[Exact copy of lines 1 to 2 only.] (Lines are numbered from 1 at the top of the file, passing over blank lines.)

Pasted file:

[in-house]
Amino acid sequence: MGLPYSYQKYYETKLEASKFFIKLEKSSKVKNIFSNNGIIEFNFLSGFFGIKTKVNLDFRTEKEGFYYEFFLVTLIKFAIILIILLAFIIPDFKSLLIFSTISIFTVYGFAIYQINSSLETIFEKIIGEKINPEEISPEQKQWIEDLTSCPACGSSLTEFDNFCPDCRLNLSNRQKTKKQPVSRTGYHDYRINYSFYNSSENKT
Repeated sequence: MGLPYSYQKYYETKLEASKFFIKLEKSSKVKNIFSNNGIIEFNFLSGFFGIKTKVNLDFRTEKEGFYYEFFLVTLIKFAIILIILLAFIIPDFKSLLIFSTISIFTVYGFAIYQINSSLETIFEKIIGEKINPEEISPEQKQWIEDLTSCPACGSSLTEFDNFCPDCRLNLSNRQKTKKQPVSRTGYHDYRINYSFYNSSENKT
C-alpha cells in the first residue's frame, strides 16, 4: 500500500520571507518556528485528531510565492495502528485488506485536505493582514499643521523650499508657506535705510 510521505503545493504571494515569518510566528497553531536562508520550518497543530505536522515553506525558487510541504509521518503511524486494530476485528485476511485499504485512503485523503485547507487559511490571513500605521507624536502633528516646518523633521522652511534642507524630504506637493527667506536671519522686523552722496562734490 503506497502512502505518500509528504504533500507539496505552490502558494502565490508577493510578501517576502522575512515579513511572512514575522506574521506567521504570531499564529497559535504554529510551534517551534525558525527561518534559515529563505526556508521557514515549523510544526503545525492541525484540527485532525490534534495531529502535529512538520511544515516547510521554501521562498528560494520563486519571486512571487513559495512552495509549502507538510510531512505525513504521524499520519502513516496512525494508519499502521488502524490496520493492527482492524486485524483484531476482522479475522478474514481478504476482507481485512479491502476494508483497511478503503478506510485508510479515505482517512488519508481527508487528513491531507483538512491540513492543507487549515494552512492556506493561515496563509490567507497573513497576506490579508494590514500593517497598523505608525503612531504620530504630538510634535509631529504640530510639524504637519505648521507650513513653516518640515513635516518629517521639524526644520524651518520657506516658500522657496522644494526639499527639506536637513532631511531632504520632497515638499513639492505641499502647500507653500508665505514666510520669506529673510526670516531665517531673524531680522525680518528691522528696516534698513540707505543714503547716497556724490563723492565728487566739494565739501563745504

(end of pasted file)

[in-house]
Amino acid sequence: MGLPYSYQKYYETKLEASKFFIKLEKSSKVKNIFSNNGIIEFNFLSGFFGIKTKVNLDFRTEKEGFYYEFFLVTLIKFAIILIILLAFIIPDFKSLLIFSTISIFTVYGFAIYQINSSLETIFEKIIGEKINPEEISPEQKQWIEDLTSCPACGSSLTEFDNFCPDCRLNLSNRQKTKKQPVSRTGYHDYRINYSFYNSSENKT